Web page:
In short, get the .net certs they will certainly help.

    Martin

    "Avi" <> wrote in message news:<09c201c3502d$22596460$>...
    > Well said mave
    > >-----Original Message-----
    > >It's really the mix that does the job.
    > >
    > >What you need is professional experience in writing good
    > >software. All certifications can do is put the dots on
    > >the "i".
    > >Anybody can pass the exams when they read the books cover
    > >to cover and take a couple of test-exams. Can they write
    > >good software... sorry but no.
    > >
    > >So when you've got an interesting resume the certificates
    > >might pull you through. Just putting "hey, i am an MCSD-
    > >certified programmer" won't.
    > >
    > >>-----Original Message-----
    > >>Since I'm trying to become an independent software

    > consultant, do Microsoft
    > >>certifications help attract clients? And are they worth

    > it?
    > >>Thanks,
    > >>VM
    > >>
    > >>
    > >>.
    > >>

    > >.
    > >
     
    Martin, Jul 22, 2003
    #13
  14. VM

    John S Guest

    Ha, Ha.

    I still expect a few people to fall for it.

    "Martin" <> wrote in message
    news:...
    > Personally I hove found certifications to be very very usefull in
    > obtaining employment. I first became MCSD in 2000 when things were
    > hot and it helped me find a job that gave me excellent experience. At
    > the beginning of this year I lost my job and started to work on my
    > .NET certs. Again, with two dot net certs I as able to find an
    > excellent develoment job using ASP.NET.
    >
    > I find that right now the market is becomming very hot for .net skills
    > as many companies are starting projects for the first time with .net
    > and realizing that it is very different from vb 6.0/ASP. These
    > companies are desparate to hire people who have already know the
    > syntax and new features of .net. Even with no experience these people
    > are usefull as they can provide a database of .net specific knowledge
    > for more experienced developers. Otherwise many .net projects end up
    > looking like extra convoluted versions of ASP or webclass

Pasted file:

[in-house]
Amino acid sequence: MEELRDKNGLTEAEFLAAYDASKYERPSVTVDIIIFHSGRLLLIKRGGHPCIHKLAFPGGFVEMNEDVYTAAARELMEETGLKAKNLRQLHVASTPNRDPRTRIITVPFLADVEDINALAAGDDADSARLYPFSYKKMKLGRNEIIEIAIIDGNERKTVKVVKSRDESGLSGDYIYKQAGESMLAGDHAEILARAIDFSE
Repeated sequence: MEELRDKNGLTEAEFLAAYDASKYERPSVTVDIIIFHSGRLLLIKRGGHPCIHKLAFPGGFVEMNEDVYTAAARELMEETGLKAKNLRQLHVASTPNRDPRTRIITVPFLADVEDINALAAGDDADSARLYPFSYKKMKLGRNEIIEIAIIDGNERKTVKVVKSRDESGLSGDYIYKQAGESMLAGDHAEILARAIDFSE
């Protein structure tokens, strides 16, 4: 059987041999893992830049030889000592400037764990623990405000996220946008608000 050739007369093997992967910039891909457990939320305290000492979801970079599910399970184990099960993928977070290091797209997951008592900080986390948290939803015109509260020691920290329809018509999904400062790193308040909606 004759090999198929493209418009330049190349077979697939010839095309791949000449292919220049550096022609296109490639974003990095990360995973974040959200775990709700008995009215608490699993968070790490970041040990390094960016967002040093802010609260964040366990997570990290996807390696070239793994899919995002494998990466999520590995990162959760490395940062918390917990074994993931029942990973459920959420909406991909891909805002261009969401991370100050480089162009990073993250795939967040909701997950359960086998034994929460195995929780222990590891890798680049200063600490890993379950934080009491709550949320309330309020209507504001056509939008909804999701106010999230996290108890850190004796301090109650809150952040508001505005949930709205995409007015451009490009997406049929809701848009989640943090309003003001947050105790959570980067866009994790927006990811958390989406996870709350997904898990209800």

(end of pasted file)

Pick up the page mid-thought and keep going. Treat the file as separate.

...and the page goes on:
> applications.
    >
    > In short, get the .net certs they will certainly help.
    >
    > Martin
    >
    > "Avi" <> wrote in message

    news:<09c201c3502d$22596460$>...
    > > Well said mave
    > > >-----Original Message-----
    > > >It's really the mix that does the job.
    > > >
    > > >What you need is professional experience in writing good
    > > >software. All certifications can do is put the dots on
    > > >the "i".
    > > >Anybody can pass the exams when they read the books cover
    > > >to cover and take a couple of test-exams. Can they write
    > > >good software... sorry but no.
    > > >
    > > >So when you've got an interesting resume the certificates
    > > >might pull you through. Just putting "hey, i am an MCSD-
    > > >certified programmer" won't.
    > > >
    > > >>-----Original Message-----
    > > >>Since I'm trying to become an independent software

    > > consultant, do Microsoft
    > > >>certifications help attract clients? And are they worth

    > > it?
    > > >>Thanks,
    > > >>VM
    > > >>
    > > >>
    > > >>.
    > > >>
    > > >.
    > > >
     
    John S, Jul 22, 2003
    #14
  15. VM

    Mike Maddux Guest

    In article <>, Roger Croft says...
    >
    >>Personally I hove found certifications to be very very usefull in
    >>obtaining employment.

    >
    >Me too.
    >
    >I have found the Sun & Oracle certifications to be very helpful in
    >getting contract work.


    All I know is that as soon as I added my MCSD logo to my resume, which had been
    languishing on Monster.com for quite awhile, I suddenly started getting nibbles.
    Also, now that I have a job, I am finding all of the stuff I learned while
    studying for MCSD very useful in surprising ways.

    Mike
     
    Mike Maddux, Oct 15, 2003
    #15
  16. VM

    Guest Guest

    I agree that the knowledge acquired while preparing for certification is
    very useful on a daily basis. How much value an employer places on
    certification depends on which employer.


    "Mike Maddux" <> wrote in message
    news:...
    > In article <>, Roger Croft

    says...
    > >
    > >>Personally I hove found certifications to be very very usefull in
    > >>obtaining employment.

    > >
    > >Me too.
    > >
    > >I have found the Sun & Oracle certifications to be very helpful in
    > >getting contract work.

    >
    > All I know is that as soon as I added my MCSD logo to my resume, which had

    been
    > languishing on Monster.com for quite awhile, I suddenly started getting

    nibbles.
    > Also, now that I have a job, I am finding all of the stuff I learned while
    > studying for MCSD very useful in surprising ways.
    >
    > Mike
    >
     
    Guest, Oct 15, 2003
    #16